Resiliency of society: How social media and citizen reporting can change crisis response
How will you react to a crisis? For many people, running away from an incident isn’t an option, regardless of the circumstances. These people are resilient, and want to search for information and help affected individuals.
A resilient society has shown it will do whatever it takes to provide support during a crisis. Reactions to a crisis vary, but panic is not a common reaction. Instead, many people have shown that they are willing to stay behind and help – just look at citizen responses during several recent incidents:
1. Boston Marathon bombings – Stan Ricks finished running the 2013 Boston Marathon minutes before the bombings. He was in a medical tent when he heard the explosions, and quickly left to make room for those injured in the blasts.
2. Shooting of U.S. Representative Gabrielle Giffords – Daniel Hernandez, a junior at the University of Arizona, was an intern for U.S. Representative Gabrielle Giffords for only five days when the congresswoman was shot in Casas Adobes, Arizona on Jan. 8, 2011. Despite gunfire, Hernandez rushed to Giffords’ side and applied pressure to her head wound until paramedics arrived. He also helped people lying on the ground, moving from person to person and checking pulses.
3. Salon Meritage mass shooting – On Oct. 12, 2011, contractor Doug Childers heard gunshots outside the Salon Meritage hair salon in Seal Beach, California. Moments later, a man later identified as Scott Dekraai stepped out of Salon Meritage with what appeared to be a gun. He pointed the weapon at Childers, but then kept walking. Childers was the first responder to walk into the salon, and helped survivors get out safely.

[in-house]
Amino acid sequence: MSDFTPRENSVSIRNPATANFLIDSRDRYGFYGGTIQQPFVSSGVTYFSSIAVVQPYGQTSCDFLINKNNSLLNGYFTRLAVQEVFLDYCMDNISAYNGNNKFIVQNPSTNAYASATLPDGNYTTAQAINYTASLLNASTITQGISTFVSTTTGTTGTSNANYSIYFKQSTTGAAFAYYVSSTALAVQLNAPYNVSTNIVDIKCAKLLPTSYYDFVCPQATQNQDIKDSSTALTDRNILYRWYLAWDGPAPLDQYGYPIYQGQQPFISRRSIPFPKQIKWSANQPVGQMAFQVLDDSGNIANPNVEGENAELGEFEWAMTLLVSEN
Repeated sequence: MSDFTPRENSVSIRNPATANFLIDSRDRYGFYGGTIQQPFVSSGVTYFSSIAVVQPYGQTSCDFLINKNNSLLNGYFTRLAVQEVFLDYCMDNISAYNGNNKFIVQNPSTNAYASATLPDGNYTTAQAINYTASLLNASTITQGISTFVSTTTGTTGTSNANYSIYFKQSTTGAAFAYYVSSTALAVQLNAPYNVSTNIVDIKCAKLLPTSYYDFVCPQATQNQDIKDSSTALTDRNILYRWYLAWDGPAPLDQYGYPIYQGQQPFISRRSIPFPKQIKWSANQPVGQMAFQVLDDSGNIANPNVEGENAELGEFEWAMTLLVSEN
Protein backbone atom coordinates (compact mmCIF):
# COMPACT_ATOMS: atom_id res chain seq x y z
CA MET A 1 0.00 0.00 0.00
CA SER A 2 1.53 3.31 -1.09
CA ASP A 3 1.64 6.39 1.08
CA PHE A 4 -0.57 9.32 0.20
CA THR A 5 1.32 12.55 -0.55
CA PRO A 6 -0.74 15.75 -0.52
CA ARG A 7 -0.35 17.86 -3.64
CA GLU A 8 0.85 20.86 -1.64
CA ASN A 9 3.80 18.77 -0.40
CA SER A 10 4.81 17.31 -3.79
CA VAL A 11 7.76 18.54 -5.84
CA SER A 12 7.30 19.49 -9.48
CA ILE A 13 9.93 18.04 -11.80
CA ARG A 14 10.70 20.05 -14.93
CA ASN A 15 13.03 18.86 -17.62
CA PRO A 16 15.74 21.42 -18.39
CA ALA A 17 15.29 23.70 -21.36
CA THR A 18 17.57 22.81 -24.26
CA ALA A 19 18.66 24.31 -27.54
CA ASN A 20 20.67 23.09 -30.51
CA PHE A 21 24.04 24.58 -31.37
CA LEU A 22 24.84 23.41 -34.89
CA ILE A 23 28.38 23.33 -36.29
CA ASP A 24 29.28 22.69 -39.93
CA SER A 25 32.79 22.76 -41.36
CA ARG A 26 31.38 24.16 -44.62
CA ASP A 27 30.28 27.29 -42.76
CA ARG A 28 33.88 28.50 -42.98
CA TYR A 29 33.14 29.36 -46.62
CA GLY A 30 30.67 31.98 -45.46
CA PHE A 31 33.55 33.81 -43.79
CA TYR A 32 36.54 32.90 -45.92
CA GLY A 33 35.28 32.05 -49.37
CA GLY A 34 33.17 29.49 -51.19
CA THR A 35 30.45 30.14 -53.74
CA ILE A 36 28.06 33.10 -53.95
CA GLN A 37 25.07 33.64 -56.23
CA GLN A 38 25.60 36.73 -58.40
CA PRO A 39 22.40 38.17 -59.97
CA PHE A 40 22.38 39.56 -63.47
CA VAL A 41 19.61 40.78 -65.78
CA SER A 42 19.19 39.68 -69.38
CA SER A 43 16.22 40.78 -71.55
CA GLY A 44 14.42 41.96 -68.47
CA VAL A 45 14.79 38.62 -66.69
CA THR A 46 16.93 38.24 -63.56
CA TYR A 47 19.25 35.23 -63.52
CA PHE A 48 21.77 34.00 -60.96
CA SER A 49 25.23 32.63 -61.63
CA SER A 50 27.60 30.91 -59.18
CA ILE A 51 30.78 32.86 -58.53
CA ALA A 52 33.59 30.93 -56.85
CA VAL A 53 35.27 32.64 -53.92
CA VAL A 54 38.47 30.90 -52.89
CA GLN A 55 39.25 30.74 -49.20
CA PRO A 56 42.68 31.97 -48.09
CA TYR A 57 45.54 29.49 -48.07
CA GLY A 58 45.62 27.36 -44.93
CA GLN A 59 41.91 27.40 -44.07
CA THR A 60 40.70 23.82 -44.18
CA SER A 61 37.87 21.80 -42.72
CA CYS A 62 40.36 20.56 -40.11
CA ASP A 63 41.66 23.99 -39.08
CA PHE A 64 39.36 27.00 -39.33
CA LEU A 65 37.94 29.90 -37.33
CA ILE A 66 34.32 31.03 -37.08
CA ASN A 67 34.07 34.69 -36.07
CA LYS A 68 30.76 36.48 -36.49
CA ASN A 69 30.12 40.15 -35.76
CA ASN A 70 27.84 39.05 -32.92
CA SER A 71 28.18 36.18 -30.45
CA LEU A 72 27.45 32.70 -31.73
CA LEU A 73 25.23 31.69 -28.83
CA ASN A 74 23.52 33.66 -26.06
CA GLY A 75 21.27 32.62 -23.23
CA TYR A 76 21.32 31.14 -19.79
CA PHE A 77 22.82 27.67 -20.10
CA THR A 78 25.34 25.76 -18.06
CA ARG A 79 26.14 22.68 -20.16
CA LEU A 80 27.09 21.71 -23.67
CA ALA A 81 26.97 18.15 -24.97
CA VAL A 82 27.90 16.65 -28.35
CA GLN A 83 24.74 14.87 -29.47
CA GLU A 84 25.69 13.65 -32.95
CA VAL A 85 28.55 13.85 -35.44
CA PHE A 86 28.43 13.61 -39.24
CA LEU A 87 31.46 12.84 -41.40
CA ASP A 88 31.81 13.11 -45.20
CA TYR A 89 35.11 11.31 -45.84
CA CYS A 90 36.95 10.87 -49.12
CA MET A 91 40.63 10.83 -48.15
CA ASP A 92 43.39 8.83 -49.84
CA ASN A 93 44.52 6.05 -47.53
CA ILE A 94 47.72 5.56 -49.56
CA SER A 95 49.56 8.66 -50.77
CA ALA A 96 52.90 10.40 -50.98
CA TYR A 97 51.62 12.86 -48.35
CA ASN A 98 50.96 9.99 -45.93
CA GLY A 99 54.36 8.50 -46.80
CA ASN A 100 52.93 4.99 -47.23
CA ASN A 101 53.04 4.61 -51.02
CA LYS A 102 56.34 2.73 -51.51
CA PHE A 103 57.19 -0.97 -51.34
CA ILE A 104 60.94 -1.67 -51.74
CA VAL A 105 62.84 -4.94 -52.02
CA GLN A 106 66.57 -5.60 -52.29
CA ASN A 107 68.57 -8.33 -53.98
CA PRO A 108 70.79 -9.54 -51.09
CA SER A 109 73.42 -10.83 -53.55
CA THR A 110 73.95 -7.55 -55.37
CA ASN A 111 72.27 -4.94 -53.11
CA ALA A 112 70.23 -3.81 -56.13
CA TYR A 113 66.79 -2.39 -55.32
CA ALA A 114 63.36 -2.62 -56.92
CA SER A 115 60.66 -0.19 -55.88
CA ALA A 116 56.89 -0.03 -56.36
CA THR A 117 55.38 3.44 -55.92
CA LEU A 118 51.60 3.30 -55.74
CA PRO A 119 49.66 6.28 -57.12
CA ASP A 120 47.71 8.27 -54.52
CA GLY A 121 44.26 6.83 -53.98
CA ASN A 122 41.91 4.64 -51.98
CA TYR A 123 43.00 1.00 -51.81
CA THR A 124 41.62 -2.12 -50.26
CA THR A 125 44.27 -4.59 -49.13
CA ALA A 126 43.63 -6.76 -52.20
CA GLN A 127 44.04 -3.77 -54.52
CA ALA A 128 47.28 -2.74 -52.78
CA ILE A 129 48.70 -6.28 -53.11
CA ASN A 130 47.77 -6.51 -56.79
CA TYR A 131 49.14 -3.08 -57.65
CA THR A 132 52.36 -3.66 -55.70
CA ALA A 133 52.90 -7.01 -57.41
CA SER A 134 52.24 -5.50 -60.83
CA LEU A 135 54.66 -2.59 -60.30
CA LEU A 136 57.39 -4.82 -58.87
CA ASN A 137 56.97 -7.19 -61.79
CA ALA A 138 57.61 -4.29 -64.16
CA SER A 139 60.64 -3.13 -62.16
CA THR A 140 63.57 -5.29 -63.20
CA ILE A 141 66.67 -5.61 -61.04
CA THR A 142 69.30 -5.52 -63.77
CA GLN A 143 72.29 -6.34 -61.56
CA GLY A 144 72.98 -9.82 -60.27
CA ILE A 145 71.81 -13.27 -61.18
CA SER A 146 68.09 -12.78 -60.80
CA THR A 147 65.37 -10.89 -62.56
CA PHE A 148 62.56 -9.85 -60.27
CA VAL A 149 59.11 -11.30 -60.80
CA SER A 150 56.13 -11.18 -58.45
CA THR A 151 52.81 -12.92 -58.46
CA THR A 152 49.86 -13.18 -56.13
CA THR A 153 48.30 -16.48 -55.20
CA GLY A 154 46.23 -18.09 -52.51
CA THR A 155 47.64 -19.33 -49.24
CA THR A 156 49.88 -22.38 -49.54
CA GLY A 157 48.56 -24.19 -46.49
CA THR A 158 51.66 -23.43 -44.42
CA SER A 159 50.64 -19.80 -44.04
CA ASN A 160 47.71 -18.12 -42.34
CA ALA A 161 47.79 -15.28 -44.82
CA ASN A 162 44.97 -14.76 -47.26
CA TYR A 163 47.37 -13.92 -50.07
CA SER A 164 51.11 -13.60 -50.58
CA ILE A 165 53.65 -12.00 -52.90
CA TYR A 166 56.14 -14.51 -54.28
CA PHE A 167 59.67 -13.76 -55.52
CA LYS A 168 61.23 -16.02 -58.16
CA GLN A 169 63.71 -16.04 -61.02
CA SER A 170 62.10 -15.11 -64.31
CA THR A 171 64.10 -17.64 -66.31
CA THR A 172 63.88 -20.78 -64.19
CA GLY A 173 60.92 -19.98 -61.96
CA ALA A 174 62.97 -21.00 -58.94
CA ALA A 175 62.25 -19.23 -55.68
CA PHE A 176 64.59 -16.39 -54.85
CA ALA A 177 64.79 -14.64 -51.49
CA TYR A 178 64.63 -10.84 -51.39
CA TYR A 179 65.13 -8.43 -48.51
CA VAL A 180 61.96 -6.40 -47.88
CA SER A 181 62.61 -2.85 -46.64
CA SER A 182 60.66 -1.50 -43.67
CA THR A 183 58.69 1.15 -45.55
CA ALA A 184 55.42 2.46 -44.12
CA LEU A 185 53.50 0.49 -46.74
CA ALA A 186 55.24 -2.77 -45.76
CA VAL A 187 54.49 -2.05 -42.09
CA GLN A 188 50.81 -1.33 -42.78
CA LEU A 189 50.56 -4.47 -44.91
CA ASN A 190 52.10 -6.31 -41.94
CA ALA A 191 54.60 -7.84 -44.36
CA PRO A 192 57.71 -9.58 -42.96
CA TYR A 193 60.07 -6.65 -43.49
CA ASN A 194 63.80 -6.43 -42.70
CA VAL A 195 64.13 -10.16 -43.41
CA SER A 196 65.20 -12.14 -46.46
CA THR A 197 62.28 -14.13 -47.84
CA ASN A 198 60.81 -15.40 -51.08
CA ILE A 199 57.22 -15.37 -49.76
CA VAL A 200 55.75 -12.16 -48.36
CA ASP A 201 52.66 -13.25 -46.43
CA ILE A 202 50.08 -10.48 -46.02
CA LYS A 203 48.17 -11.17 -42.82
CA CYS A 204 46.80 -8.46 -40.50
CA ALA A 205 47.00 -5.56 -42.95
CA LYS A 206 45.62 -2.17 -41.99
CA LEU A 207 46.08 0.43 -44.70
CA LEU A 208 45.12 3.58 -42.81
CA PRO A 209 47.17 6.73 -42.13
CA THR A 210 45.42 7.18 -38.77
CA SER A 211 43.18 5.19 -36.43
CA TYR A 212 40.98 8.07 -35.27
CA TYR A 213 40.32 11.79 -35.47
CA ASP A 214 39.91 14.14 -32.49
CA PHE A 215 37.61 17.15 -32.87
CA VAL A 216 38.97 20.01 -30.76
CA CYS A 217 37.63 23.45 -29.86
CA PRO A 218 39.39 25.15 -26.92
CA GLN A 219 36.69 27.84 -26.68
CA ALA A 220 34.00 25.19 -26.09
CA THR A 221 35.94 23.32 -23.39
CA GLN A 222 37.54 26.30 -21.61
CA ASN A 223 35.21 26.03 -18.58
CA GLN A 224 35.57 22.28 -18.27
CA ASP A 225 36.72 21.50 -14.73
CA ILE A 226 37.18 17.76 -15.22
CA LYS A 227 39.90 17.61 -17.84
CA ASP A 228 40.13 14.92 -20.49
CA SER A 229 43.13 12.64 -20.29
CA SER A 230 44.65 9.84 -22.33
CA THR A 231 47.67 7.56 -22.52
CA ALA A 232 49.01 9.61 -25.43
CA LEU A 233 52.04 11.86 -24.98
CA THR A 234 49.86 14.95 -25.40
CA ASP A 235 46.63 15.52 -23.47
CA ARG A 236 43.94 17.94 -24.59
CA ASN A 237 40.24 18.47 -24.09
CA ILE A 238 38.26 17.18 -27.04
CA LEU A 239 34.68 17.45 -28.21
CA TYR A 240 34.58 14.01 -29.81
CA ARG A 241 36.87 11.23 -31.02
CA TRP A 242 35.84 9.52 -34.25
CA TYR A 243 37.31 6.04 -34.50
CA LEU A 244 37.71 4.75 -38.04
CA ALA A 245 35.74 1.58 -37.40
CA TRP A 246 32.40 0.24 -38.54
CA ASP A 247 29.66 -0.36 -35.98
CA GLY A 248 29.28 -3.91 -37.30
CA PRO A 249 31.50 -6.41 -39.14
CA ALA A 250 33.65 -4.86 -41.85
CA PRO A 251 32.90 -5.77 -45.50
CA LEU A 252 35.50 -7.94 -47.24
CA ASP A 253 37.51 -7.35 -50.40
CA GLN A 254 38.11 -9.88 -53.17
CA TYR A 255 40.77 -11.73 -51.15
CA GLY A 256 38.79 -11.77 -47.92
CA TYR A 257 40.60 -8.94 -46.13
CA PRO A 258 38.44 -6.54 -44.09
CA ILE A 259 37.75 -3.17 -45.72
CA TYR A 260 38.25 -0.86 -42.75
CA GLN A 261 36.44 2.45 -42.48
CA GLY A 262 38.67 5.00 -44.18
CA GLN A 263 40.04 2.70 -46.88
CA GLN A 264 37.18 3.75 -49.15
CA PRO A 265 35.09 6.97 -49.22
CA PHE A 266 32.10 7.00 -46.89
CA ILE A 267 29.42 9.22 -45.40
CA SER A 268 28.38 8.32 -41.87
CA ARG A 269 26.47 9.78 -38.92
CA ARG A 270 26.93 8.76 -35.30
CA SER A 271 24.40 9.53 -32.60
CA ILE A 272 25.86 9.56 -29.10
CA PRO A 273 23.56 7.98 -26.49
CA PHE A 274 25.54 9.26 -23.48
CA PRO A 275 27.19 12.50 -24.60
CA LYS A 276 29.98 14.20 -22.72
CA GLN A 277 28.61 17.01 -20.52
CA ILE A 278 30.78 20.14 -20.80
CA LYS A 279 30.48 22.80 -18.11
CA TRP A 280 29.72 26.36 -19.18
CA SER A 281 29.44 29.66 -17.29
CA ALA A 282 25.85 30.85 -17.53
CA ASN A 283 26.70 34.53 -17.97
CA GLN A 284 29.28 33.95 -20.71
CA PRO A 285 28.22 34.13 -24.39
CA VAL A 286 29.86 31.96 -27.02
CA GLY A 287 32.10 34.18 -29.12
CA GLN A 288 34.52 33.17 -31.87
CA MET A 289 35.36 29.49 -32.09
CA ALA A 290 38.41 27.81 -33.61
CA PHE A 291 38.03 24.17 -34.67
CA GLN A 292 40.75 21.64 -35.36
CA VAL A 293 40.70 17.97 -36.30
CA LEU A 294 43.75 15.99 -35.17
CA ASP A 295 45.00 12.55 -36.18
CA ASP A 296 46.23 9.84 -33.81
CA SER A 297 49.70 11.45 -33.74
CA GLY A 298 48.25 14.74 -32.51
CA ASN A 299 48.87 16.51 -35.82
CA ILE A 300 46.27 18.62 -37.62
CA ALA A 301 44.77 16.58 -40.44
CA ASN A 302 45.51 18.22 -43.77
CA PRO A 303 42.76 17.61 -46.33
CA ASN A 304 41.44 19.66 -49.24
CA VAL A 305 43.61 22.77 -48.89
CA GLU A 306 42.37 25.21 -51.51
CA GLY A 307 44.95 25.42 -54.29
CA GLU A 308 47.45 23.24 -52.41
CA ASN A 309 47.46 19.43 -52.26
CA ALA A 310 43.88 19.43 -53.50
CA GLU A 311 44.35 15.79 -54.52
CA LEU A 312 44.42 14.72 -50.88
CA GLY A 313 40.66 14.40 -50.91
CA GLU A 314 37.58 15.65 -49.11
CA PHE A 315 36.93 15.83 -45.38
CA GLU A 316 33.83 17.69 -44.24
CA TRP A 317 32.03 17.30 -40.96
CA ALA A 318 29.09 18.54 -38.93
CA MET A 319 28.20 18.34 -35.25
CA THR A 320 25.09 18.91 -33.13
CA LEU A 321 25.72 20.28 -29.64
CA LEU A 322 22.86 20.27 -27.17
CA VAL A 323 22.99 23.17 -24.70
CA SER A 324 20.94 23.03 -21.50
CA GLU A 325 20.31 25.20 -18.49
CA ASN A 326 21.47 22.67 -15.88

In each of these examples, resilient citizens ran towards the crisis and were ready to help those in need. An organization that can leverage the natural tendencies of resilient citizens can gather and share information and improve crisis response. During a crisis, ordinary citizens can become an organization’s eyes and ears. People can use their mobile devices to take photos and videos and share on-the-scene updates via social media. Quantity doesn’t always equate to quality when it comes to information provided on social networks, however, but the following tips can help an organization use on-the-scene photos and videos to improve its crisis response.
• Filter and analyze the information. A wealth of information is likely to become available in a crisis. Utilize hashtags and keywords to find quality information on social networks quickly.
• Use multiple sources. Gather information from several sources – doing so allows an organization to qualify information provided via social media.
• Engage in two-way communication. Direct contacts are vital throughout the lifecycle of a crisis. With two-way communication, an organization can ask follow-up questions, get the latest updates, and relay important information to affected individuals.
Harness citizen-provided information to improve crisis response. To learn more about how social media and citizen reporting can change crisis response, check out this white paper.